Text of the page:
How the CDC issues Zika medical guidelines

As researchers learn more about the Zika virus every day, recommendations for healthcare providers must be constantly adapted.

Sonja RasmussenAlthough research is unfolding, much is still unknown about the Zika virus and complications it causes. Without established best practices, medical professionals turn to government agencies like the US Centers for Disease Control and Prevention (CDC) for guidance on how to treat and advise their patients. Sonja Rasmussen is Editor-in-Chief of the Morbidity and Mortality Weekly Report (MMWR), the CDC’s primary publishing platform for public health recommendations, and contributes to the agency’s Zika response as a member of its Pregnancy and Birth Defects Task Force. We asked her how she and her colleagues arrive at the recommendations they issue in this environment of medical uncertainty.

ResearchGate: How would you characterize the current state of Zika virus research?

Sonja Rasmussen: Although Zika virus is not new, its potential effects on pregnancy are something that hadn’t been previously recognized. That means we are quite literally learning more about Zika and what it means for pregnant women each and every day.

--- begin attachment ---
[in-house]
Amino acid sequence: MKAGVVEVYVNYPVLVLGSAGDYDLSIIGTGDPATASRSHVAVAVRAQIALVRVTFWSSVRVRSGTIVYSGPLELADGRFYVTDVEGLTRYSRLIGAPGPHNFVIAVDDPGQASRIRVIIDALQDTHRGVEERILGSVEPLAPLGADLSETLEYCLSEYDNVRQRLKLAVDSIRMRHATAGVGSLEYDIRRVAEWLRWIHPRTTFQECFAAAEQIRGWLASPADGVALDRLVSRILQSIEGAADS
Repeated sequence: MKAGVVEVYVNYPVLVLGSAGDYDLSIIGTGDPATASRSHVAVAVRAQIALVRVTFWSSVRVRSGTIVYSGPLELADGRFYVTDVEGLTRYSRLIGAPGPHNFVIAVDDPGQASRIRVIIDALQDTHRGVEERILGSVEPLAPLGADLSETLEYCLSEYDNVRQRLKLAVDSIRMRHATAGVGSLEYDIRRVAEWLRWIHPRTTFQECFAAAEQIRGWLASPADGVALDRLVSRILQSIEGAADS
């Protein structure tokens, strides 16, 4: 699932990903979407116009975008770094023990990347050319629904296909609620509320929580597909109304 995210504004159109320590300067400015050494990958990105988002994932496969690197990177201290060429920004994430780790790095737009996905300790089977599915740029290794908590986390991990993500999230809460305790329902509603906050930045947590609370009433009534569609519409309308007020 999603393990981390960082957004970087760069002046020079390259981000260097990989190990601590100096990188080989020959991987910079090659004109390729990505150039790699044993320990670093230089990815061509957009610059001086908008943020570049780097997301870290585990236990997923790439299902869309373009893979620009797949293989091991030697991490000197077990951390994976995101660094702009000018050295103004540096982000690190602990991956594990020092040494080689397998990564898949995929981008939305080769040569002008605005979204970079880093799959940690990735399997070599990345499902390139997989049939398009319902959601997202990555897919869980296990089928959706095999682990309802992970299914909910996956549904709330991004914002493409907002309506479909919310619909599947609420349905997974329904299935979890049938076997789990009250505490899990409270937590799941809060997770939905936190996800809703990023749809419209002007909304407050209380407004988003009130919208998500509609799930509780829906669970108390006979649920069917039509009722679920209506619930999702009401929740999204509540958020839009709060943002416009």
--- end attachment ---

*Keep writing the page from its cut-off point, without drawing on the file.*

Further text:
RG: How does the CDC approach medical guidelines when there are a lot of unknowns about the virus and its effects?

Rasmussen: Every new finding from a published study, each new data point, is collected as part of the US Zika Pregnancy Registry – all this information feeds into what we know about Zika and directs our public health action. We continually evaluate all of the available evidence and update our guidelines as new information becomes available.

RG: How does the CDC stay on top of rapidly emerging research results?

Rasmussen: CDC activated its Emergency Operations Center on January 22. This allows us to bring together scientists across CDC with the necessary expertise we need to respond to the Zika virus outbreak and protect pregnant women. CDC is collaborating with local, national, and international response partners to analyze, validate, and efficiently exchange information about the outbreak.

As part of the CDC Zika response, I am working on the Pregnancy and Birth Defects Task Force. Our task force is focused on learning more about Zika’s effects on pregnancy. We have a team of people reviewing and summarizing emerging research, responding to inquiries from health care providers and the general public, and applying what we learn to update our guidelines and recommendations.

RG: How do you balance quality control with the need to quickly adapt guidelines to the latest research?

Rasmussen: Because what we know about Zika is evolving so quickly, we see our guidance as living documents, allowing us to be flexible and make adjustments to integrate all that we’re learning. We strive to provide recommendations based on the current knowledge. Because the science is progressing rapidly, CDC will frequently update the guidance. While we strive to make our guidance based on the most current evidence, guidelines cannot always keep up with the rapid evolution of new data; therefore, patient management decisions should be based on clinical judgment and attention to individual patient circumstances.